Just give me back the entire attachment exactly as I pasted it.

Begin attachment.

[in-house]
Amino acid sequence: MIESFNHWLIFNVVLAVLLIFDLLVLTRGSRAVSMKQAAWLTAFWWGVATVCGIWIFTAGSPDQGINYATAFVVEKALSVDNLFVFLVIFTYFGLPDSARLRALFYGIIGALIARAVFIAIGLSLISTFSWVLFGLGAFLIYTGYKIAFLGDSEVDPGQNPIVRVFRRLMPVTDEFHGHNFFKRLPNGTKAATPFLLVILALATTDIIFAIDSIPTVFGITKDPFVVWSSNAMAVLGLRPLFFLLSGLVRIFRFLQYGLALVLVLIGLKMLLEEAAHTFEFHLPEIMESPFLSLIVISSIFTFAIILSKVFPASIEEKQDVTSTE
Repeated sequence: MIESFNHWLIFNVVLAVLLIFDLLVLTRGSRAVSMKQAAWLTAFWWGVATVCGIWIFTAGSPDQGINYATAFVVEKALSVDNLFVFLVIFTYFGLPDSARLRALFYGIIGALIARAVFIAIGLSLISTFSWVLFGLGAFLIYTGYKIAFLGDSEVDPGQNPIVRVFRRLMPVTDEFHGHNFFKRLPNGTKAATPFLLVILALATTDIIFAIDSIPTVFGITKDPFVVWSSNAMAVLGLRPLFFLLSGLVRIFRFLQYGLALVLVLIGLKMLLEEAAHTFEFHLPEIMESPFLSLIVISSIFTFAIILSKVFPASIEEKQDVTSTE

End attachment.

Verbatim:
[in-house]
Amino acid sequence: MIESFNHWLIFNVVLAVLLIFDLLVLTRGSRAVSMKQAAWLTAFWWGVATVCGIWIFTAGSPDQGINYATAFVVEKALSVDNLFVFLVIFTYFGLPDSARLRALFYGIIGALIARAVFIAIGLSLISTFSWVLFGLGAFLIYTGYKIAFLGDSEVDPGQNPIVRVFRRLMPVTDEFHGHNFFKRLPNGTKAATPFLLVILALATTDIIFAIDSIPTVFGITKDPFVVWSSNAMAVLGLRPLFFLLSGLVRIFRFLQYGLALVLVLIGLKMLLEEAAHTFEFHLPEIMESPFLSLIVISSIFTFAIILSKVFPASIEEKQDVTSTE
Repeated sequence: MIESFNHWLIFNVVLAVLLIFDLLVLTRGSRAVSMKQAAWLTAFWWGVATVCGIWIFTAGSPDQGINYATAFVVEKALSVDNLFVFLVIFTYFGLPDSARLRALFYGIIGALIARAVFIAIGLSLISTFSWVLFGLGAFLIYTGYKIAFLGDSEVDPGQNPIVRVFRRLMPVTDEFHGHNFFKRLPNGTKAATPFLLVILALATTDIIFAIDSIPTVFGITKDPFVVWSSNAMAVLGLRPLFFLLSGLVRIFRFLQYGLALVLVLIGLKMLLEEAAHTFEFHLPEIMESPFLSLIVISSIFTFAIILSKVFPASIEEKQDVTSTE